Figure 1 provides an overview of ROHM DC/DC converters across a range of input and output voltages for industrial applications.


Figure 1. ROHM voltage converters for industrial input/output ranges. Image used courtesy of Bodo’s Power Systems [PDF]


ROHM Proprietary Technology

ROHM’s DC/DC converters employ two proprietary technologies to achieve best-in-class performance – Nano Pulse Control and QuiCur. Nano Pulse Control is a DC/DC switching technology that offers the industry’s smallest pulse width of only 9 nanoseconds. This is three to four times faster than the nearest competitor, as shown in Figure 2.


Figure 2. Reduced switching time enables large voltage conversion ratios. Image used courtesy of Bodo’s Power Systems [PDF]


This minuscule pulse width allows the DC/DC converters to handle large input-to-output voltage ratios, which is often required for industrial environments. With Nano Pulse Control, these converters can directly buck a 48 V input rail down to a 1 V output in a single stage. Comparative products, on the other hand, require an intermediate step and two separate conversion ICs.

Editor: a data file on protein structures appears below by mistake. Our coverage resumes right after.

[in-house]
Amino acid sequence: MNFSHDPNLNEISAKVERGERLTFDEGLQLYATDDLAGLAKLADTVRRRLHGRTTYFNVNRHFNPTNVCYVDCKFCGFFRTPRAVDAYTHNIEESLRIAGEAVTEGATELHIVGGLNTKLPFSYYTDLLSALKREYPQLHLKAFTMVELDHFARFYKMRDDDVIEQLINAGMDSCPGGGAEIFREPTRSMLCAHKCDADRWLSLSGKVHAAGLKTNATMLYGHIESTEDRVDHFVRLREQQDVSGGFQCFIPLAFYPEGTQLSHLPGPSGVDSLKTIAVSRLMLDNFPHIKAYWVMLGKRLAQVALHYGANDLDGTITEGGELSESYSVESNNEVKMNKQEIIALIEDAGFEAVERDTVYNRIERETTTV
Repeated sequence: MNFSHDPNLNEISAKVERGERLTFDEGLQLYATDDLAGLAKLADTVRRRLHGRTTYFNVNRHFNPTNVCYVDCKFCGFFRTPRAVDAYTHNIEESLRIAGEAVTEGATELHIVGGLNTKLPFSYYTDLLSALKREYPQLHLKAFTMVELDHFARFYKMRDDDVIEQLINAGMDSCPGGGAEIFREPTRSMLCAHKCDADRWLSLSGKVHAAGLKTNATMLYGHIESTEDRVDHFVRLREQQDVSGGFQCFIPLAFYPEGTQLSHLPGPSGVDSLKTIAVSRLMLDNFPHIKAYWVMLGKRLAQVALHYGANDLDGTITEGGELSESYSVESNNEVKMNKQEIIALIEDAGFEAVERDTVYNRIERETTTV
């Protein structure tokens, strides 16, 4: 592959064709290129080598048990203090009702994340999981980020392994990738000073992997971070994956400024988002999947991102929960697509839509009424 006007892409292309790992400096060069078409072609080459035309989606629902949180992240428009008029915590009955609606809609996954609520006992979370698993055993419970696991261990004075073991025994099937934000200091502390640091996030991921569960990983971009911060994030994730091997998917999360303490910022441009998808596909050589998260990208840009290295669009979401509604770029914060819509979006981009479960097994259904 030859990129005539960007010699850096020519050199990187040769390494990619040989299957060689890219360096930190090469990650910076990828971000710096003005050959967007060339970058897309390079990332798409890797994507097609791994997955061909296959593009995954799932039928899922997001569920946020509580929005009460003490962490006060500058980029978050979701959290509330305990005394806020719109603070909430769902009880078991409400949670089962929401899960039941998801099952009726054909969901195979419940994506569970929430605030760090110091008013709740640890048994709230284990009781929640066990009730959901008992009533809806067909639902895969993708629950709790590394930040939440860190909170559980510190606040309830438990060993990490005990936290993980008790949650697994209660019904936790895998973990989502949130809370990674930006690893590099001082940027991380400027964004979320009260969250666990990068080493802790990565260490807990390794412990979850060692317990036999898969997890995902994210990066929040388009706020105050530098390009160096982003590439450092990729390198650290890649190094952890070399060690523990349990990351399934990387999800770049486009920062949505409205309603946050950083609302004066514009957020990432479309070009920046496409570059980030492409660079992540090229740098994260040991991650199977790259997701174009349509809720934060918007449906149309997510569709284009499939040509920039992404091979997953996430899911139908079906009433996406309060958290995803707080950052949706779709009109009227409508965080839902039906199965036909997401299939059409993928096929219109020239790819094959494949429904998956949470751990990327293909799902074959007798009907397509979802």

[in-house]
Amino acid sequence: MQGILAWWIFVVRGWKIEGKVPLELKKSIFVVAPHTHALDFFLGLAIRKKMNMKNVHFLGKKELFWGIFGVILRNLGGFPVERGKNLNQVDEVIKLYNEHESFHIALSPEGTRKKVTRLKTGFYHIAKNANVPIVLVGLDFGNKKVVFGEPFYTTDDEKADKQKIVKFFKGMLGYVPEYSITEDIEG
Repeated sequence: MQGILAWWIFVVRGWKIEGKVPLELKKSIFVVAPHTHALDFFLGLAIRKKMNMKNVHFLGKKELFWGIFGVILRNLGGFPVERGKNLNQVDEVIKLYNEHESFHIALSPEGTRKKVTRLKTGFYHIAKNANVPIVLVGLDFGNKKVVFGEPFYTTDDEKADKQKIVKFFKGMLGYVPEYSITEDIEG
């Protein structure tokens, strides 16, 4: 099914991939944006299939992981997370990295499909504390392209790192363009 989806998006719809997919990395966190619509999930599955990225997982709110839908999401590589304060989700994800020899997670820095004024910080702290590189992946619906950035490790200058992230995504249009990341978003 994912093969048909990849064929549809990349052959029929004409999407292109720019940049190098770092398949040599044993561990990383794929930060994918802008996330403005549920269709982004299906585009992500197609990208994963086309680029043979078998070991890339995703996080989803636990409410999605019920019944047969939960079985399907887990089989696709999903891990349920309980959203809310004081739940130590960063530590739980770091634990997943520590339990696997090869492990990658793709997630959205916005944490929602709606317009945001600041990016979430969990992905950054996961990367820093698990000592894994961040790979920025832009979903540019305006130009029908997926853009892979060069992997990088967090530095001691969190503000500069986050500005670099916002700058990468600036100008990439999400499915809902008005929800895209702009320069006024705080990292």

QuiCur is another technology upon which ROHM's industrial DC/DC converters are built. It is a circuit-level technique that solves several of the main problems plaguing feedback networks for maximum response performance. As shown in Figure 3, this technology relies on introducing two dedicated error amplifiers. In particular, the second stage is critical as it uses a technique whereby its gain is scaled by the overall drive current. The result is a much more flexible frequency response, allowing the designer to choose between optimal stability, minimal undershoot, and reduced physical size.


Figure 3. ROHM’s QuiCur circuit topology. Image used courtesy of Bodo’s Power Systems [PDF]